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National Commercial Real Estate Pricing Drops For Eighth Consecutive Month

Commercial real estate pricing declined in December for the eighth consecutive month, dropping 0.3% from November, according to a recent Ten-X report. This is estimated to be only 1% higher than the year prior.

National Commercial Real Estate Pricing Drops For Eighth Consecutive Month

“One of the biggest reasons for the recent declines in pricing across all CRE sectors is a pricing expectations gap between buyers and sellers. Many sellers are demanding premium pricing, while buyers have been more hesitant in the face of higher interest rates earlier in 2017, tight cap rates and a variety of challenges to growth that many sectors are facing. This gulf has been a primary factor in lower deal volume and slowdowns in pricing, especially in the retail, apartment and hotel sectors," Ten-X Chief Economist Peter Muoio said.

Retail was one of only two sectors to show positive pricing gains within the western portion of the U.S., showing the largest rise of 2.1%. Nationally, the retail sector grew by 0.4% in December. The hotel sector was the other to experience a rise in pricing, with valuations increasing by 0.8% in December. Pricing in the segment is up 2% from the year before. This is the largest jump since May and can be attributed to a number of factors, including a weaker dollar and improved economic conditions globally.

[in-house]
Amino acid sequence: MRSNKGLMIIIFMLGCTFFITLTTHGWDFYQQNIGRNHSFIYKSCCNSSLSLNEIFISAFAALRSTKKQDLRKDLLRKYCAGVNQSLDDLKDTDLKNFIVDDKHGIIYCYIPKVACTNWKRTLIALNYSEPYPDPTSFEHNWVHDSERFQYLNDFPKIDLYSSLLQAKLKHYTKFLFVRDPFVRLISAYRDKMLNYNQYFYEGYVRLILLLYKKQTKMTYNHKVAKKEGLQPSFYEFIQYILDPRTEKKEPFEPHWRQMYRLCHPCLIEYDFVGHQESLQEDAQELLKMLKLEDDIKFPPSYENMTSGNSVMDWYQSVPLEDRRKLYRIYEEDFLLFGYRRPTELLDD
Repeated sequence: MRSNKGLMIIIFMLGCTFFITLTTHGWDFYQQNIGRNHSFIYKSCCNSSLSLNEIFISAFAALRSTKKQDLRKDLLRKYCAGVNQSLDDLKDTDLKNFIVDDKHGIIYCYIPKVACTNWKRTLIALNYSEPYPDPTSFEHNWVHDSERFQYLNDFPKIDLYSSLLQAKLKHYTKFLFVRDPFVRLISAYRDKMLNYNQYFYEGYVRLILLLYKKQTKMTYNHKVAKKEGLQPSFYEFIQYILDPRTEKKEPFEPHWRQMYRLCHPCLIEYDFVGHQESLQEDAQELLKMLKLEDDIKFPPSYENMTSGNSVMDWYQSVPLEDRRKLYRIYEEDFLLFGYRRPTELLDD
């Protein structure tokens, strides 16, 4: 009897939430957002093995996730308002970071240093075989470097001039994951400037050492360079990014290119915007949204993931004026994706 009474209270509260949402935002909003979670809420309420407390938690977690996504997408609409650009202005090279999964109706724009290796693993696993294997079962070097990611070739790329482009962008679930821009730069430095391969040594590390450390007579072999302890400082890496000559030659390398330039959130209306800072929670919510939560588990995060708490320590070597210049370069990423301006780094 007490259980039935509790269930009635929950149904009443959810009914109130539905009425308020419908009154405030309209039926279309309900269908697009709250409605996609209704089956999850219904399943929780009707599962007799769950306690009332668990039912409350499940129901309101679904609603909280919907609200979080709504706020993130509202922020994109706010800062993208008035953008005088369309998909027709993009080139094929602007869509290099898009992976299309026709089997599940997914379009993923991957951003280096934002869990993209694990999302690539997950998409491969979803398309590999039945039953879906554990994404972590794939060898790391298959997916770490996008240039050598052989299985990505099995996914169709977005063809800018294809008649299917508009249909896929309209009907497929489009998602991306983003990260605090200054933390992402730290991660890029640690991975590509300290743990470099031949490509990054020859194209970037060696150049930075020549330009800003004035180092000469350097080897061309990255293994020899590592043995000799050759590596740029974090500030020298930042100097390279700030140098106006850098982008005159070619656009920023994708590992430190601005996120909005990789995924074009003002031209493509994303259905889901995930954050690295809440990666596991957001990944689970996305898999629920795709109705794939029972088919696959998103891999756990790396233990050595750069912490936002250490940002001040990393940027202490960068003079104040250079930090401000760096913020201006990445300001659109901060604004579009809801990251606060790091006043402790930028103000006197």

The office market declined last month to 1.6% and declined 0.8% from 2016. The drop was present across all markets in the U.S. with tenant expansions reaching their lowest level since 2012. Industrial pricing also dropped in December to 0.6% and is down 3.5% from 2016. It was the weakest pricing movement of all sectors. This could indicate that investors are becoming more wary about the potential speed at which industrial supply could enter the market.

"We do believe this ‘gap’ will begin to close in 2018, and it will do so due to sellers accepting the new paradigm. The lack of appreciation over the past year will temper expectations, as will continued tepid fundamentals in the coming quarters,” Muoio said.